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Review: An Insightful Book That Asks Uncomfortable But Important Questions On Nationalism

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By Shambhavi Saxena:

It has been four months since right-wing factions dragged Jawaharlal Nehru University through the proverbial mud. Accused of everything from being a terrorist cell to depleting the country’s stock of condoms, the varsity became the object of India’s ire, after ‘anti-national’ slogans were supposedly uttered on campus in February. What ensued was the most vigorous debate about Indian nationalism since the actual nationalist movement 70 years ago. And out of it all comes “On Nationalism.”

Composed of three essays by noted historian and JNU professor Emerita Romila Thapar, arts editor Sadanand Menon, and former Supreme Court advocate A. G. Noorani, the book tackles the separate but interlinked issues of sedition, nationalism and religious conflict in India.

It opens with Thapar’s reflections on what nationalism is, and what India’s experience of it has been. We all know the part about getting the British out, but it’s the part that followed which is of most interest. Thapar establishes that a ‘bad nationalism’ has been thriving in India, courtesy of the Hindu right wing. She also does a brilliant take-down of the fallacies of Hindutva ideologies. If they insist that Sanskrit was the dominant language in Ancient India, Thapar talks about how Prakrit was most-used. If they insist that Muslim rulers victimised Hindus, she talks about the lovely cultural exchange during the Mughal era. And she has a couple of interesting things to say about the very origins of Hinduism in the subcontinent.

Reading through her essay, you realize how important it is to keep revisiting the history of your nation, and pick apart the versions you’ve always been told are sacrosanct. So too is it with the history of our laws.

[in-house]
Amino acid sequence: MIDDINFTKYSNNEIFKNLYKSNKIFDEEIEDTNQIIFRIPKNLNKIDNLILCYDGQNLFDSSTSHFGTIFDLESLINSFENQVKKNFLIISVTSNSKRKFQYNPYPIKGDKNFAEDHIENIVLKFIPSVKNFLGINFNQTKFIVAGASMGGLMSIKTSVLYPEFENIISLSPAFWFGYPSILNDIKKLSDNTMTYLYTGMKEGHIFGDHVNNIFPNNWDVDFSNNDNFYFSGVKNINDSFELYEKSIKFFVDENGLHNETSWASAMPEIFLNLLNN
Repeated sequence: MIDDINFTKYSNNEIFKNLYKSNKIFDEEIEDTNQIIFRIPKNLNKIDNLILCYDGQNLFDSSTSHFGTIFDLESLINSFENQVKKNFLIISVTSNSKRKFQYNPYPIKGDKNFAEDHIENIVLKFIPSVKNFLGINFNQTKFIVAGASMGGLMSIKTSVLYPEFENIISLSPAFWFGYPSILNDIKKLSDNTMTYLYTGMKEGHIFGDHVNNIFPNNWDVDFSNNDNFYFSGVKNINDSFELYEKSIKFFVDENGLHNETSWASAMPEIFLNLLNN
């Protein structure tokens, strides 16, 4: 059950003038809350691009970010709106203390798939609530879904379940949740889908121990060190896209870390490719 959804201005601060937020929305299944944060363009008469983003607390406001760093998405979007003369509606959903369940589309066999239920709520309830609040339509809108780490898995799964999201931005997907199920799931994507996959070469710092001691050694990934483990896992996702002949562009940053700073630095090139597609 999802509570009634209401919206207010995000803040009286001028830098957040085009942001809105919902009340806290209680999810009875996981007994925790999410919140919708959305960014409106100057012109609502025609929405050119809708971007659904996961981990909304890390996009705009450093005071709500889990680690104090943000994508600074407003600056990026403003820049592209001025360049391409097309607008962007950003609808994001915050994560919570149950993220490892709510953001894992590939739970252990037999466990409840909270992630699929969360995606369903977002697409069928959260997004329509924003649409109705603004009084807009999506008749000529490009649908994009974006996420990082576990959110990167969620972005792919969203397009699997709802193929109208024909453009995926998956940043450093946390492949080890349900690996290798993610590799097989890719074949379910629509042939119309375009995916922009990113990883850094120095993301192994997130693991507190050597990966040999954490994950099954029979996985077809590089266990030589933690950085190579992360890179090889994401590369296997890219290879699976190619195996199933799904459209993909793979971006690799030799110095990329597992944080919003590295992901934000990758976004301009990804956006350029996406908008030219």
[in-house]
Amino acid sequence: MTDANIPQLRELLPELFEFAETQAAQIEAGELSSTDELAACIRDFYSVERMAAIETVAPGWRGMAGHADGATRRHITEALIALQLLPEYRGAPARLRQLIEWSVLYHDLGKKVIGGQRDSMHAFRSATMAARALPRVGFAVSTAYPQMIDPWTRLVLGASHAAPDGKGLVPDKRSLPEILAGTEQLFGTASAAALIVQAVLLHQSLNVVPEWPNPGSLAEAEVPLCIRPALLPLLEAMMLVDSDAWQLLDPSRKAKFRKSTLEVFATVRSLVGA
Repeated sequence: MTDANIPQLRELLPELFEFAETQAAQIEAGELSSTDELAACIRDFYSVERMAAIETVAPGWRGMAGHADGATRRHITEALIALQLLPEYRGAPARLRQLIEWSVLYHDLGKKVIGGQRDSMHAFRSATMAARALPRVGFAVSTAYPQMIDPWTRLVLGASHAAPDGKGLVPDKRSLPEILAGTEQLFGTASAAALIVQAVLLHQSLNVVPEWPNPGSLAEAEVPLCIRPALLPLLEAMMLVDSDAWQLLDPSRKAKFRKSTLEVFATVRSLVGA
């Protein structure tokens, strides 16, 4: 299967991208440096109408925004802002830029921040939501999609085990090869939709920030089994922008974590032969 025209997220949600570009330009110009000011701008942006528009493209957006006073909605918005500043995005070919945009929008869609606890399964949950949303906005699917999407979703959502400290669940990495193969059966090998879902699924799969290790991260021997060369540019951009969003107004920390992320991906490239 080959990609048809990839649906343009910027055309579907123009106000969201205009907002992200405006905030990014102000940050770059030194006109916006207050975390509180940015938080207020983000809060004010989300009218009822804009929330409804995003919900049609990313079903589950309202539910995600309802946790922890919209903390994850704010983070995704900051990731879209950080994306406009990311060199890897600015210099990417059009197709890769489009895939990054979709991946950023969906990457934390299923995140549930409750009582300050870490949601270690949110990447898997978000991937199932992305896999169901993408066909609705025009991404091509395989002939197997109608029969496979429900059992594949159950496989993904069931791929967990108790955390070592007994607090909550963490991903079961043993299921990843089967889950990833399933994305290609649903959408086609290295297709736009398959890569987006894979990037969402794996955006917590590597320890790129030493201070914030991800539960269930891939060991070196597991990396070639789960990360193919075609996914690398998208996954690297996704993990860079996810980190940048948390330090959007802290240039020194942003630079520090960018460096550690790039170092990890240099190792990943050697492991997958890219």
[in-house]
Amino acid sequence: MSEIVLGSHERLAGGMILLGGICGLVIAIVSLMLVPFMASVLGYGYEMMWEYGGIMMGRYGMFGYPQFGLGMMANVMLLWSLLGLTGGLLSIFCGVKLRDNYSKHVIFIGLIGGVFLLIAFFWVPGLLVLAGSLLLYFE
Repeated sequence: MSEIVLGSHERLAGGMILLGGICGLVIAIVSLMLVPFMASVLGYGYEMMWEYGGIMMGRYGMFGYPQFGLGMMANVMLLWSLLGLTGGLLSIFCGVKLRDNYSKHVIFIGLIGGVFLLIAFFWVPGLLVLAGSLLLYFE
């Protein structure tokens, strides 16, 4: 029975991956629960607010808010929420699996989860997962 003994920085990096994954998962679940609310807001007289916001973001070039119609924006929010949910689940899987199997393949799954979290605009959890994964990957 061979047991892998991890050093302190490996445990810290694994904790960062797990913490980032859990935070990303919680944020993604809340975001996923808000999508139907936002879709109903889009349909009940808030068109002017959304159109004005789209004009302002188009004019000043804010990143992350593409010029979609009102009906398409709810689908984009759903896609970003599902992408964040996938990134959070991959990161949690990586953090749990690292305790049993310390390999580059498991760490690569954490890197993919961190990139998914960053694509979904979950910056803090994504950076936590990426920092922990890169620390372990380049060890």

The essay that follows is Noorani’s case study of Sedition in India, from the days of British rule till now. Section 124A (sedition) has a lot in common with Section 377 – which criminalises homosexuality – both residue of a foreign power, both informed by European standards of morality. When the state slaps sedition charges on individuals like Kedar Nath Singh, Binayak Sen, Aseem Trivedi, Umar Khalid, Kanhaiya Kumar or Anirban Bhattacharya, it essentially demands an unthinking obedience of its citizens. Noorani reminds us that this is not unlike the conditions set by our colonisers back in 1870. The original wording of Section 124A actually targets those who insitgate ‘disaffection’ of the state! “[N]o democratic government with any self-respect would demand the affection of its citizens,” he writes, “ruling monarchs do.”

It’s an interesting comparison – between the ruling class then (the British) and the ruling class now (a right-wing government). It is also an ironic comparison, because the Hindu right continues its tirade against the Muslim monarchs in India’s past.

If Thapar’s essay all but decimates this idea, then Menon’s explains how much of the historic Hindu-Muslim enmity is manufactured – initially by the British, and then later by militant religious groups. Menon calls this process ‘cultural nationalism,’ which aims “to keep civil society in a state of constant agitation by subjecting it to constant attack.” He goes to explain how control over the nation’s historical, cultural and even moral narrative lies with upper-caste Hindu males. This deliberately excludes the perspective of all other communities, but especially of Dalits, Muslims and women. “In history, nothing stays ‘pure,'” writes Menon, an important reminder considering that conflicts over ‘purity’ and ‘pollution’ informs so much of India’s culture and history.

The question then raised is what kind of nationalism is founded on communal hatred, caste-based violence and varying levels of misogyny? Quite obviously a bad, myopic and self-servicing one that has no place in a 21st century democracy.

The book steers you towards several other questions that are uncomfortable, but necessary. The very validity of nationalism and nationhood was tested by the events in JNU. Was this the nation we owed our allegiance to, a nation where students, journalists, and free-thinkers of all sorts are gagged and even killed? You have to ask if you too were bound by an ideology that had gone mostly unquestioned in the last seven decades. Even as the discussion on ‘anti-nationals’ rose to mammoth proportions a few months ago, you have to ask if all of this wasn’t just a smokescreen for something else. You have to ask if, irony of ironies, ‘nationalism’ was the new ‘divide-and-rule’ policy for India.